You're hiding a guy, in Pascal, who I think should have been considered for All-Defense last year, and a guy, in Scottie Barnes, who was branded more as a defender than an offensive player coming out of school. That's pretty incredible, and you remove Gary Trent Jr. from that lineup as the starting group, which I think is good for the defense. As much as he helps drive things with steals, he's more of an event creator on defense than he is, like, an actually good defender, and they needed the event creation last year, because their offense stunk, but I think their offense is going to be better this season, with an improved Barnes, and Siakam even more settling into his role, ideally with more shooting around him than he had at the back part of the season, where Fred was busted and OG was out. That, to me, is going to power a pretty decent offense. I would predict it to probably come, like, 12th, maybe even scrape top 10, and then the defense gets better when Gary Trent Jr. is not out there, because there's not that weak spot to go and find on switches and target.

And, like, you're telling me that Tyler Herro wouldn't start feeling footsteps behind him if Gary Trent Jr. was in the running for Sixth Man of the Year? Like, he would probably win the damn thing. The man is a gunner. The man loves to gun. He loves to chuck shots, and he's really good at it. He's a perfect sixth man. You have to sell him on it. That's probably the one hang up here, is can you convince Gary Trent Jr., in a contract year, to accept a sixth man role. Can you convince his agent that that's a valid thing to do? That's the one sort of complicating factor here. But I think, in terms of roster construction, you build it all out, in theory, your starting lineup is Scottie is your point guard, your two guard is Fred, three is OG, four is Pascal, five is Precious. That, to me, is ideal in terms of the hierarchy and sort of, to your point, reorganizing the sort of structure of the team around what the vision of the future is going to hold.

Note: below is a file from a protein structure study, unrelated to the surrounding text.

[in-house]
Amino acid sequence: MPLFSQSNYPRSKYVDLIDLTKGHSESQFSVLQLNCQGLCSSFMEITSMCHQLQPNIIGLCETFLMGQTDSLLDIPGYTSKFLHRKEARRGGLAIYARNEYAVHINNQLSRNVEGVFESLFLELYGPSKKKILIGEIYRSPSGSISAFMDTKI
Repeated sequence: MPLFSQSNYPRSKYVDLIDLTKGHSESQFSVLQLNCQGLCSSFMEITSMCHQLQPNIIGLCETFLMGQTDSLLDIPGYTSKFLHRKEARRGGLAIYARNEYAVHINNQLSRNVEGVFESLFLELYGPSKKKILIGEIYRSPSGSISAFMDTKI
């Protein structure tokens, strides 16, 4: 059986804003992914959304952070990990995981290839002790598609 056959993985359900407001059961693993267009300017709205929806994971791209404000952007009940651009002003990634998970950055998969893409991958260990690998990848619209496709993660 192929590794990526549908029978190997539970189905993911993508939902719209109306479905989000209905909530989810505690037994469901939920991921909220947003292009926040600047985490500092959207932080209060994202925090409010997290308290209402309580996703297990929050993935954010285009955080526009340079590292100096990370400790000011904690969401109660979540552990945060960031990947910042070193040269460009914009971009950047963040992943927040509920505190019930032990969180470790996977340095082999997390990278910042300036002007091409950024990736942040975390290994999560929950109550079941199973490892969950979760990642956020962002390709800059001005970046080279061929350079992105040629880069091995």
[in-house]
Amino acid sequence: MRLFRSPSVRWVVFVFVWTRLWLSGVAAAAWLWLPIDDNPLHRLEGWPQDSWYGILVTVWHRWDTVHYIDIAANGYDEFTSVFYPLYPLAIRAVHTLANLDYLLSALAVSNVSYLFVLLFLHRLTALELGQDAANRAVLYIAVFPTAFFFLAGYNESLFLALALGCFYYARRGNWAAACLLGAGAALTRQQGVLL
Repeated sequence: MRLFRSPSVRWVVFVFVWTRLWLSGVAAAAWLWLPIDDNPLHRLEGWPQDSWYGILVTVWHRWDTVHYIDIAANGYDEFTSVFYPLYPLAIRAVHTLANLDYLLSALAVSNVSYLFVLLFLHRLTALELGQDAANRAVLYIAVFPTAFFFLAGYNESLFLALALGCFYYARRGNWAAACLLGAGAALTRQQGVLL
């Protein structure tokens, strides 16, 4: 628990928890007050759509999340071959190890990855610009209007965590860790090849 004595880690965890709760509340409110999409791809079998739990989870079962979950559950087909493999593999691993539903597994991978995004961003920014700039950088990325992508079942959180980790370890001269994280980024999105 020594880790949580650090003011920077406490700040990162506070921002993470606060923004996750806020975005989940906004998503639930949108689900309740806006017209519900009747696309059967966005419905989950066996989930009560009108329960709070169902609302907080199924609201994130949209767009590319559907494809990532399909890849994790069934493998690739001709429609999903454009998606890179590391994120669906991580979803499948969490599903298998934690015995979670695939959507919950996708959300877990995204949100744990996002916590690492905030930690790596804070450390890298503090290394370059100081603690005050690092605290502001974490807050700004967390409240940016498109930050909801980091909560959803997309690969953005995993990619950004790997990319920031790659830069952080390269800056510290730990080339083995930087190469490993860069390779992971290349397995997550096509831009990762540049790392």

AMIT MANN: Sure. And if you want to sell this to Gary Trent Jr. and his agent you can say that, hey, you know what, we know the deal with the starting lineup. There is a lot of shots, and there just isn't enough opportunity, right? Like, OG Anunoby is already clamoring and saying, I want some more shots, Nick. How do we make this happen? Precious Achiuwa would be the pick and popper. He would be a transition scorer. He'd be an opportunistic scorer, right? So now you're taking that pressure off of some of the other players on the defensive end, but now they have more room to grow offensively, and that's going to help OG Anunoby, that's gonna help Scottie Barnes, that's going to help Pascal Siakam. Meanwhile, Gary Trent Jr., come in and do your thing, bro. Do your thing.

SEAN WOODLEY: And he can still close games. Like, he was great closing games last year. They had, like, five options closing games last year, where you had no idea who it was coming to you. That's why they were so good in crunch times, because they had five dudes who could hit a game-winning shot.

AMIT MANN: And I do think they do a little bit more ball handling off the bench. Like, obviously, Pascal and Scottie, they're going to be your de facto point guards and so forth, but just the idea of having, like, Otto Porter Jr., and Thad Young, and Chris Boucher, and whoever as, like, your bench players, there's no ball handling there. And so now Gary Trent Jr., I would assume, is going to--

SEAN WOODLEY: Hey, watch what you're saying about actual point guard Thad Young! But that's fine.

AMIT MANN: Halfcourt point guard, OK?

SEAN WOODLEY: Yes, good point.

AMIT MANN: Vision and passing point guard.

SEAN WOODLEY: Elbows man, yeah.

AMIT MANN: Yes, exactly. I love it.